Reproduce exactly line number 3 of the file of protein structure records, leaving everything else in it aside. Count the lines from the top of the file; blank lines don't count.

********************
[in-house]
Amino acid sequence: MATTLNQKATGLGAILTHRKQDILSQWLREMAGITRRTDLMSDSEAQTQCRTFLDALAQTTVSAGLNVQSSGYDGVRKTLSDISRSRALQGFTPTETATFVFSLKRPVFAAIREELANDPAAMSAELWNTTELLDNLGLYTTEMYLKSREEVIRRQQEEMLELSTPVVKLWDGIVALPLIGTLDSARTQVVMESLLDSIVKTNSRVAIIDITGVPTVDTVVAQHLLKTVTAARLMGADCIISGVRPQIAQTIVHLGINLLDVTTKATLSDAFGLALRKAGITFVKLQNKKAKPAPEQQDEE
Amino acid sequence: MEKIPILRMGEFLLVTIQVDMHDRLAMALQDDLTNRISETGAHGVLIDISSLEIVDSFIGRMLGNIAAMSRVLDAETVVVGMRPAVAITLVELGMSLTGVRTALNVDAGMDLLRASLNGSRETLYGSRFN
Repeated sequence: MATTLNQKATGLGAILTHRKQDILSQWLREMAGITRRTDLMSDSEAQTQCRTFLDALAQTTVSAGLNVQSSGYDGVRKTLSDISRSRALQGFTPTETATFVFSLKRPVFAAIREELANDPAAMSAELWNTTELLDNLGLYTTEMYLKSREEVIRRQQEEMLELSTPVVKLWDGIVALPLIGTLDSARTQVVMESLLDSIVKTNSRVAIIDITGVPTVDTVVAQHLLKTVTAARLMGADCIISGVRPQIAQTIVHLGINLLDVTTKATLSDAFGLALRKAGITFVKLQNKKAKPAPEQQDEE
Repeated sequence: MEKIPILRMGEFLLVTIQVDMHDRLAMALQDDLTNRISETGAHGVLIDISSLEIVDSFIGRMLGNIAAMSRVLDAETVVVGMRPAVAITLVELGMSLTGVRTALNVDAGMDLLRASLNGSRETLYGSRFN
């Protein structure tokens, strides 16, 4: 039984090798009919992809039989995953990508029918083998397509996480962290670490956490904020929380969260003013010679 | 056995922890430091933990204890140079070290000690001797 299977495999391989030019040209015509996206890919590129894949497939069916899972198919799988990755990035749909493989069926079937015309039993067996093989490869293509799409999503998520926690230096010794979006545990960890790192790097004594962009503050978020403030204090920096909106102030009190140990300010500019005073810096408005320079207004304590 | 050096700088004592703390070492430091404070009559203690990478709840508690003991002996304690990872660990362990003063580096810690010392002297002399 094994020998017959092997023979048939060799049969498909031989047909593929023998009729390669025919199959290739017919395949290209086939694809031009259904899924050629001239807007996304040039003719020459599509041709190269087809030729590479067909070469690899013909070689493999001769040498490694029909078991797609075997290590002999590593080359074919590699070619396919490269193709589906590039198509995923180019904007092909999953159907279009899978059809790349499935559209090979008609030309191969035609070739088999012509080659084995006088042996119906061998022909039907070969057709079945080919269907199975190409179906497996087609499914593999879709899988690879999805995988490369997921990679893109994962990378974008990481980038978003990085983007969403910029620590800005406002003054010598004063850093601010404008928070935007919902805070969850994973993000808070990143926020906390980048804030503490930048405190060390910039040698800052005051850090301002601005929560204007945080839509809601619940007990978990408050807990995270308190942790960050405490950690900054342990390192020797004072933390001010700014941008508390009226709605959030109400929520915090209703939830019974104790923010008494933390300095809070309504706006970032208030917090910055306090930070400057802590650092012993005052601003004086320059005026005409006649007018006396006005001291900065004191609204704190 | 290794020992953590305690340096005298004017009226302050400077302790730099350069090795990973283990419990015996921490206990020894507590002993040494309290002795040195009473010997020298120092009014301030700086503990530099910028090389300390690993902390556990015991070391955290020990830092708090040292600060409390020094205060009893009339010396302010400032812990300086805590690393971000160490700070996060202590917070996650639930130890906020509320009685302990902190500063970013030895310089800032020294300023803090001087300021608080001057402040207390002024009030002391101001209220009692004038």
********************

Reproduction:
Amino acid sequence: MEKIPILRMGEFLLVTIQVDMHDRLAMALQDDLTNRISETGAHGVLIDISSLEIVDSFIGRMLGNIAAMSRVLDAETVVVGMRPAVAITLVELGMSLTGVRTALNVDAGMDLLRASLNGSRETLYGSRFN